"Entertainer" George Carlin was a panelist on HBO's Real Time With Bill Maher this past Friday September 9, 2005.
The panel was discussing the aftermath of hurricane Katrina. Carlin said this (audiotape on file) (emphasis mine):
CARLIN: "It shouldn't be a surprise that rich white men don't care about poor black people. Period."
Gee. The last time I checked, Carlin had sold several successful comedy albums, toured the country many times, and had appeared in scores of television and movie projects. And he's white. Wouldn't that qualify him as a "rich ... white ... man"??
So, George, would your own remark apply also to yourself?
On to promote her book Talking Back, NBC's Andrea Mitchell offered a mea culpa on pre-war reporting and asked to recall her favorite interviews called Fidel Castro, "engaging" and Bill Clinton, "fun."
At 8:44 am Katie Couric began the interview asking Mitchell about her start in the business and how it has changed.
Couric: "Well you know obviously a lot has changed in the business since you started and you've been at NBC since 1978, right? Andrea how has, how has newsgathering changed? I guess the technology..."
Yesterday marked the complete withdrawal of Israeli military forces from the Gaza Strip, which has been returned to full Palestinian control in the hopes of moving the Israeli-Palestinian peace process along. As part of the handover of control, Israeli soldiers shuttered or destroyed the empty buildings once occupied by Jewish settlers. Among these, the synagogues were left standing, emptied of all their sacred artifacts and Torahs and the like, but tagged as holy places which should not be desecrated.
Coming out of the John Roberts opening statement at 3:30 on MSNBC, anchor Brian Williams asked Tim Russert that Roberts is "not a perjurer or a lawbreaker that we know of," but how can one greet his claim that he has no agenda? That's quite a dramatic way of suggesting Roberts may not be trustworthy.
Recap: Weak defense of selective victim photography....
Stephen Spruiell at NRO reports that among the new features on CBS's Public Eye blog are a defense of "Sunday Morning" commentator Nancy Giles.
Jim Hughes of the Denver Post covers the local activists on both sides of the Robert nomination this morning. Sort of.
Of 18 paragraphs, three discuss the pro-Roberts Judicial Confirmation Network, four equate the two sides, and seven discuss NARAL and other left-wing opponents of a sane judiciary. (Four paragraphs are neutral, not mentioning the activists directly.)
While the Post is silent on the conservatives' desiderata, the coverage of the lefties includes the following:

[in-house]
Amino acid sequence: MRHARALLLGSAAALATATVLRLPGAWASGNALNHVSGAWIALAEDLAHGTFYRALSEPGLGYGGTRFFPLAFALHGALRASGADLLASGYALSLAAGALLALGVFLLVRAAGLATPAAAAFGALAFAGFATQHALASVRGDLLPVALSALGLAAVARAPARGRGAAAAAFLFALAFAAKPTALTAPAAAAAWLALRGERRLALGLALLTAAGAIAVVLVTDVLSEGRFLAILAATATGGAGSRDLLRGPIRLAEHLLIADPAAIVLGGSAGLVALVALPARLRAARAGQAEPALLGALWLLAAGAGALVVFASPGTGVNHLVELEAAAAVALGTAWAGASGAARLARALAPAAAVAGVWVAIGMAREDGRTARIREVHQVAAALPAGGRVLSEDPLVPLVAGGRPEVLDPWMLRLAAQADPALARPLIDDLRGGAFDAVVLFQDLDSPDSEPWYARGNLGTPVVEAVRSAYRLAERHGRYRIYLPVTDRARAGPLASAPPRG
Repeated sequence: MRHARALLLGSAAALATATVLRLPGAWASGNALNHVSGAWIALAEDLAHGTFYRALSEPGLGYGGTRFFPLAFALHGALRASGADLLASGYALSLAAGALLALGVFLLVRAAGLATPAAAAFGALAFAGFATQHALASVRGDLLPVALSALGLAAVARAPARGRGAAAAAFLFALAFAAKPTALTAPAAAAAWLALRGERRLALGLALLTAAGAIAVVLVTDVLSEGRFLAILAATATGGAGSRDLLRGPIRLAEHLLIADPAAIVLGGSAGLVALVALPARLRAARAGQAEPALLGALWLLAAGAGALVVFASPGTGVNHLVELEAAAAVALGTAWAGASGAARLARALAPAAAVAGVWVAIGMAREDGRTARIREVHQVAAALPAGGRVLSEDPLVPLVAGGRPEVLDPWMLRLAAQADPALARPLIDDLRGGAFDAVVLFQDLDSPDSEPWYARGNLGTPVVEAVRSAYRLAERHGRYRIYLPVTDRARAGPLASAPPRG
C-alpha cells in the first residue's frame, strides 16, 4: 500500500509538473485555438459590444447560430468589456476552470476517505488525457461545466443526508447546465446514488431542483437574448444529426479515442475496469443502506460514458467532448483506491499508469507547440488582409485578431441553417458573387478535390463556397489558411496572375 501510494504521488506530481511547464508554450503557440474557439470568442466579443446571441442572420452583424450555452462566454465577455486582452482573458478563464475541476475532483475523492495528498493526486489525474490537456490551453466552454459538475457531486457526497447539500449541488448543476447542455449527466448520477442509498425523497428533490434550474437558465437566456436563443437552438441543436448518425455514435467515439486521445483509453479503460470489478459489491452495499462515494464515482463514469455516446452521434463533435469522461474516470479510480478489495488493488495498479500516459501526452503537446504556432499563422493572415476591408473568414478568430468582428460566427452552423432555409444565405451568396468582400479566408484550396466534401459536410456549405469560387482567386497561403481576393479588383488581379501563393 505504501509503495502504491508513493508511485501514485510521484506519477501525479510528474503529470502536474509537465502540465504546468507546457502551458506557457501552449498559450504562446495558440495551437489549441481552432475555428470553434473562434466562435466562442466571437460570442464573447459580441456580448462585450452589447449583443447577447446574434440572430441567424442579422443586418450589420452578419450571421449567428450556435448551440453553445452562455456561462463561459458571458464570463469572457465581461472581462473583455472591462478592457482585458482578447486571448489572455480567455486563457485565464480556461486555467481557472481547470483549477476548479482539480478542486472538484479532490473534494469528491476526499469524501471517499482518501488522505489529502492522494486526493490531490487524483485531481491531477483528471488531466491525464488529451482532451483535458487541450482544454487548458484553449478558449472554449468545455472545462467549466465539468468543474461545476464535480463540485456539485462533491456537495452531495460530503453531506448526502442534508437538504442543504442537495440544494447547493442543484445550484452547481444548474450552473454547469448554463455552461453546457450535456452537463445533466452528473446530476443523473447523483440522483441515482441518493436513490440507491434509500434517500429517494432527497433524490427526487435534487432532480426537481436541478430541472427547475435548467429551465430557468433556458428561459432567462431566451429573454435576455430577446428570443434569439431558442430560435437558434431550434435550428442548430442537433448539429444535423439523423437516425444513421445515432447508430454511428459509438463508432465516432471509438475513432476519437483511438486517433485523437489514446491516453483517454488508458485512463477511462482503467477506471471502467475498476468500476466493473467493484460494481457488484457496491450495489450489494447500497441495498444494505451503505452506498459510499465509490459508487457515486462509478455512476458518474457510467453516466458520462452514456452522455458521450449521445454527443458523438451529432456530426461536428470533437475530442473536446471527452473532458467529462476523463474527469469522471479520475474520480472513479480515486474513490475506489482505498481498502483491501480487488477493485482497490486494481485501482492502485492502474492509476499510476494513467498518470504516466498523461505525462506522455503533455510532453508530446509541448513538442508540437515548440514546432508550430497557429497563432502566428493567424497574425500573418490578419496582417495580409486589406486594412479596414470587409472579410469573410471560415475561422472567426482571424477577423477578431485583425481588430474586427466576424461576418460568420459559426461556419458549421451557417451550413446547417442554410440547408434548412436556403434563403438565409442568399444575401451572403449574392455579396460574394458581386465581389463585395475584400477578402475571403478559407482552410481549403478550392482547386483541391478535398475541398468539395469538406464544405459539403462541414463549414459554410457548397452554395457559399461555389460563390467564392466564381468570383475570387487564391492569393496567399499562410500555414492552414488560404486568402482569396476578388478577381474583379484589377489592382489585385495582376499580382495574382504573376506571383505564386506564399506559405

They claim that the fundamental mission of "Public Eye" is "to bring transparency to the editorial operations of CBS News." This is commendable, but it is likely the blog will devolve into a way for CBS to finally respond to charges made against it in the blogosphere.
From the about page:
Just a quick note to prepare you for the fair and balanced coverage of the John Roberts confirmation hearings you’ll surely be reading in the coming days.
Today's pushing of Bush's low poll numbers continued at 7:14 am when Katie Couric opened the political analysis segment with Tim Russert: "And now to the President's trip, back to the hurricane zone amid approval ratings that have sunk to an all-time low. Tim Russert is NBC's Washington bureau chief and moderator of Meet the Press. Tim, good morning."
After 9-11, the media self-imposed a restriction preventing the display of dead bodies, because it might be too offensive and disturbing.
4 years later, CNN wants dead bodies from Katrina on TV so badly that they were willing to sue the federal government in order to do so.
I wonder why the sudden interest in dead bodies...
The New York Times’ Elisabeth Bumiller has an article today that continues to dwell on the supposed impact that racism had on the immediacy of hurricane recovery efforts, and how this is hurting the president as well as Republicans:
“The storm also appears to have damaged the carefully laid plans of Karl Rove, President Bush's political adviser, to make inroads among black voters and expand the reach of the Republican Party for decades to come.
“Many African-Americans across the country said they seethed as they watched the television pictures of the largely poor and black victims of Hurricane Katrina dying for food and water in the New Orleans Superdome and the convention center.”
Ms. Bumiller felt it was necessary to quote a rapper in her political analysis:
“The anger has invigorated the president's critics. Kanye West, the rap star, raged off-script at a televised benefit for storm victims that ‘George Bush doesn't care about black people.’"
This morning Today show viewers woke up to the following from Katie Couric: "Good morning. Up close and personal. With his approval ratings at an all-time low President Bush gets set to take his first ground tour of New Orleans." Co-host David Gregory, subbing for Matt Lauer then piped in: Katie the President is making his third trip this morning to the hurricane zone but it's really it's first detailed look at New Orleans. He, of course, has taken a major political hit through all of this."
Ten times? A dozen? Maybe more? Eventually I lost count of the number of times that this morning's Today show trumpeted President Bush's low poll ratings. This was liberal schadenfreude on steroids.
In the very first words out of her mouth opening the show, Katie Couric spoke of W's ratings being at an "all-time low," while archly noting that W's visit today was his first "ground tour" of New Orleans.